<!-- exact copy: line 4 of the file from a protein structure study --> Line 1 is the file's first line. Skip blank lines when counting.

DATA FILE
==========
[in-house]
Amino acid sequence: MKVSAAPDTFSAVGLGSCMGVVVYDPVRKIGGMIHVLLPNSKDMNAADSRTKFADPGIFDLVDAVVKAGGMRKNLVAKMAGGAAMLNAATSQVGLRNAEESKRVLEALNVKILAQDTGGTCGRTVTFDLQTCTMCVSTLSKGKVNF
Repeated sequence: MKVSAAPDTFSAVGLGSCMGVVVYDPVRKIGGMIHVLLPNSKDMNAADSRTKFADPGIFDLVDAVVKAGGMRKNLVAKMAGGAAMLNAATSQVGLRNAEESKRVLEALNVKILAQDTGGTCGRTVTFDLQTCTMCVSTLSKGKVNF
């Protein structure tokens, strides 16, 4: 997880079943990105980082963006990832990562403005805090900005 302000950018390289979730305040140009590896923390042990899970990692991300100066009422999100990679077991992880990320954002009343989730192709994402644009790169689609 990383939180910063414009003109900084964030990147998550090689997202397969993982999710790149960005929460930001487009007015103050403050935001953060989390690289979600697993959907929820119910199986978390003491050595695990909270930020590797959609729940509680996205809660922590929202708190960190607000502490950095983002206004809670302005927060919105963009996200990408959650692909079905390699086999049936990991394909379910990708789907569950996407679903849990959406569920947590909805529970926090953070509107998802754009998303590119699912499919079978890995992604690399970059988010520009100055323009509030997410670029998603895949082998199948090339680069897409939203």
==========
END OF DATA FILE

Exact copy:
């Protein structure tokens, strides 16, 4: 997880079943990105980082963006990832990562403005805090900005 302000950018390289979730305040140009590896923390042990899970990692991300100066009422999100990679077991992880990320954002009343989730192709994402644009790169689609 990383939180910063414009003109900084964030990147998550090689997202397969993982999710790149960005929460930001487009007015103050403050935001953060989390690289979600697993959907929820119910199986978390003491050595695990909270930020590797959609729940509680996205809660922590929202708190960190607000502490950095983002206004809670302005927060919105963009996200990408959650692909079905390699086999049936990991394909379910990708789907569950996407679903849990959406569920947590909805529970926090953070509107998802754009998303590119699912499919079978890995992604690399970059988010520009100055323009509030997410670029998603895949082998199948090339680069897409939203």